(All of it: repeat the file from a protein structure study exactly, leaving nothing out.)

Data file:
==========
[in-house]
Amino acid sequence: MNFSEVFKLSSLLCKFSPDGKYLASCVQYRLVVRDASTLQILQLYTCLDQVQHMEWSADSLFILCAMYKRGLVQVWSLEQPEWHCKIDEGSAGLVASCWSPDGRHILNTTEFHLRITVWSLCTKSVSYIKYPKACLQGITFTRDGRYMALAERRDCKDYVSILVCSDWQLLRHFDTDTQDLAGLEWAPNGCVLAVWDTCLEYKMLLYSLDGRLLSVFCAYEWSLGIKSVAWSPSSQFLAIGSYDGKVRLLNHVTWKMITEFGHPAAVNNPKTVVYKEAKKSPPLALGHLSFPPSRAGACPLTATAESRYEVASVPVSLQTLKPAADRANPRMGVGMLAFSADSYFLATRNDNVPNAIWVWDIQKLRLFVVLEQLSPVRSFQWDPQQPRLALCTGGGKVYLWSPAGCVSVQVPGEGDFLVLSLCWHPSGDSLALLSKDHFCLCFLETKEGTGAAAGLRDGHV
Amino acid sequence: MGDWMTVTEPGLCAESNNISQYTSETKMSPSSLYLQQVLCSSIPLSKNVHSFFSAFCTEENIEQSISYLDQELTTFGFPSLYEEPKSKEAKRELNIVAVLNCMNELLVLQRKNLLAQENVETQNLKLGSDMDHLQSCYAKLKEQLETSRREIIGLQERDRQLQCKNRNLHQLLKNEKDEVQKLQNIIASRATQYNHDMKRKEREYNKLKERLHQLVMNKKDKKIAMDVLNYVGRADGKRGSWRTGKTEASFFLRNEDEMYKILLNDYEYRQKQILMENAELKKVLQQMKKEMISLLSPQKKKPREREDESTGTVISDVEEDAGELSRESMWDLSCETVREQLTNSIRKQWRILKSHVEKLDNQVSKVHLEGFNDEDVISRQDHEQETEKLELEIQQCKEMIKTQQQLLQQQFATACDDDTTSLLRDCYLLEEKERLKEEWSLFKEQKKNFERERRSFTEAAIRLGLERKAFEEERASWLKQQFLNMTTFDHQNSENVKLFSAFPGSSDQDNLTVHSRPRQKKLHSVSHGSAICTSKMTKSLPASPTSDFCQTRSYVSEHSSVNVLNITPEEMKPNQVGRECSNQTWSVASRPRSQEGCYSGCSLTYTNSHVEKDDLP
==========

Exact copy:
[in-house]
Amino acid sequence: MNFSEVFKLSSLLCKFSPDGKYLASCVQYRLVVRDASTLQILQLYTCLDQVQHMEWSADSLFILCAMYKRGLVQVWSLEQPEWHCKIDEGSAGLVASCWSPDGRHILNTTEFHLRITVWSLCTKSVSYIKYPKACLQGITFTRDGRYMALAERRDCKDYVSILVCSDWQLLRHFDTDTQDLAGLEWAPNGCVLAVWDTCLEYKMLLYSLDGRLLSVFCAYEWSLGIKSVAWSPSSQFLAIGSYDGKVRLLNHVTWKMITEFGHPAAVNNPKTVVYKEAKKSPPLALGHLSFPPSRAGACPLTATAESRYEVASVPVSLQTLKPAADRANPRMGVGMLAFSADSYFLATRNDNVPNAIWVWDIQKLRLFVVLEQLSPVRSFQWDPQQPRLALCTGGGKVYLWSPAGCVSVQVPGEGDFLVLSLCWHPSGDSLALLSKDHFCLCFLETKEGTGAAAGLRDGHV
Amino acid sequence: MGDWMTVTEPGLCAESNNISQYTSETKMSPSSLYLQQVLCSSIPLSKNVHSFFSAFCTEENIEQSISYLDQELTTFGFPSLYEEPKSKEAKRELNIVAVLNCMNELLVLQRKNLLAQENVETQNLKLGSDMDHLQSCYAKLKEQLETSRREIIGLQERDRQLQCKNRNLHQLLKNEKDEVQKLQNIIASRATQYNHDMKRKEREYNKLKERLHQLVMNKKDKKIAMDVLNYVGRADGKRGSWRTGKTEASFFLRNEDEMYKILLNDYEYRQKQILMENAELKKVLQQMKKEMISLLSPQKKKPREREDESTGTVISDVEEDAGELSRESMWDLSCETVREQLTNSIRKQWRILKSHVEKLDNQVSKVHLEGFNDEDVISRQDHEQETEKLELEIQQCKEMIKTQQQLLQQQFATACDDDTTSLLRDCYLLEEKERLKEEWSLFKEQKKNFERERRSFTEAAIRLGLERKAFEEERASWLKQQFLNMTTFDHQNSENVKLFSAFPGSSDQDNLTVHSRPRQKKLHSVSHGSAICTSKMTKSLPASPTSDFCQTRSYVSEHSSVNVLNITPEEMKPNQVGRECSNQTWSVASRPRSQEGCYSGCSLTYTNSHVEKDDLP